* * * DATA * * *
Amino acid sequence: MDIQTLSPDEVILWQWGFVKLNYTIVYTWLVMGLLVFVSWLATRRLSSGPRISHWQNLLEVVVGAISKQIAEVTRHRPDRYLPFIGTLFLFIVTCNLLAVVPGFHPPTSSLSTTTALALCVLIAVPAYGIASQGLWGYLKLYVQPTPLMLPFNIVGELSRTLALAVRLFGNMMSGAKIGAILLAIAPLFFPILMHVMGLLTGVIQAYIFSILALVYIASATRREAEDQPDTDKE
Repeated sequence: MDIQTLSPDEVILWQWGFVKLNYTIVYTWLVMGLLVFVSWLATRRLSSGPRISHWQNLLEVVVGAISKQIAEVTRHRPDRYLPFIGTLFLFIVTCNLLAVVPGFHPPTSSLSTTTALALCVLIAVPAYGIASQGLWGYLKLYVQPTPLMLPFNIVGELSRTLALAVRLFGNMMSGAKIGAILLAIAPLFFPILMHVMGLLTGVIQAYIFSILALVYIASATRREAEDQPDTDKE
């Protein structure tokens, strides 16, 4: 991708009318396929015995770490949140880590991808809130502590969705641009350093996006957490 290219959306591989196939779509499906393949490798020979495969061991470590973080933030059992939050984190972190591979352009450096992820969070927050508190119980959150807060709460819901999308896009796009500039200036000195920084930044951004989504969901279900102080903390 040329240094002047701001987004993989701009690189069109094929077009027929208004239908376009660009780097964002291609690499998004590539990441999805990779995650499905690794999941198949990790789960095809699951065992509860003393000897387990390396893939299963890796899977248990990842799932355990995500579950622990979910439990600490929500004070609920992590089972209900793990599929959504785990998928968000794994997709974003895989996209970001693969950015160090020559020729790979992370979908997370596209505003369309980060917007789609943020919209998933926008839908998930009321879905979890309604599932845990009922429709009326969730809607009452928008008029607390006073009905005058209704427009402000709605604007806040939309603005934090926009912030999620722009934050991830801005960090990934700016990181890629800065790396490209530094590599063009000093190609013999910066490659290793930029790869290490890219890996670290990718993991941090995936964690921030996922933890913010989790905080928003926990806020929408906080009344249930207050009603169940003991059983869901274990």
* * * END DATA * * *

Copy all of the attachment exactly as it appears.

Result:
Amino acid sequence: MDIQTLSPDEVILWQWGFVKLNYTIVYTWLVMGLLVFVSWLATRRLSSGPRISHWQNLLEVVVGAISKQIAEVTRHRPDRYLPFIGTLFLFIVTCNLLAVVPGFHPPTSSLSTTTALALCVLIAVPAYGIASQGLWGYLKLYVQPTPLMLPFNIVGELSRTLALAVRLFGNMMSGAKIGAILLAIAPLFFPILMHVMGLLTGVIQAYIFSILALVYIASATRREAEDQPDTDKE
Repeated sequence: MDIQTLSPDEVILWQWGFVKLNYTIVYTWLVMGLLVFVSWLATRRLSSGPRISHWQNLLEVVVGAISKQIAEVTRHRPDRYLPFIGTLFLFIVTCNLLAVVPGFHPPTSSLSTTTALALCVLIAVPAYGIASQGLWGYLKLYVQPTPLMLPFNIVGELSRTLALAVRLFGNMMSGAKIGAILLAIAPLFFPILMHVMGLLTGVIQAYIFSILALVYIASATRREAEDQPDTDKE
């Protein structure tokens, strides 16, 4: 991708009318396929015995770490949140880590991808809130502590969705641009350093996006957490 290219959306591989196939779509499906393949490798020979495969061991470590973080933030059992939050984190972190591979352009450096992820969070927050508190119980959150807060709460819901999308896009796009500039200036000195920084930044951004989504969901279900102080903390 040329240094002047701001987004993989701009690189069109094929077009027929208004239908376009660009780097964002291609690499998004590539990441999805990779995650499905690794999941198949990790789960095809699951065992509860003393000897387990390396893939299963890796899977248990990842799932355990995500579950622990979910439990600490929500004070609920992590089972209900793990599929959504785990998928968000794994997709974003895989996209970001693969950015160090020559020729790979992370979908997370596209505003369309980060917007789609943020919209998933926008839908998930009321879905979890309604599932845990009922429709009326969730809607009452928008008029607390006073009905005058209704427009402000709605604007806040939309603005934090926009912030999620722009934050991830801005960090990934700016990181890629800065790396490209530094590599063009000093190609013999910066490659290793930029790869290490890219890996670290990718993991941090995936964690921030996922933890913010989790905080928003926990806020929408906080009344249930207050009603169940003991059983869901274990």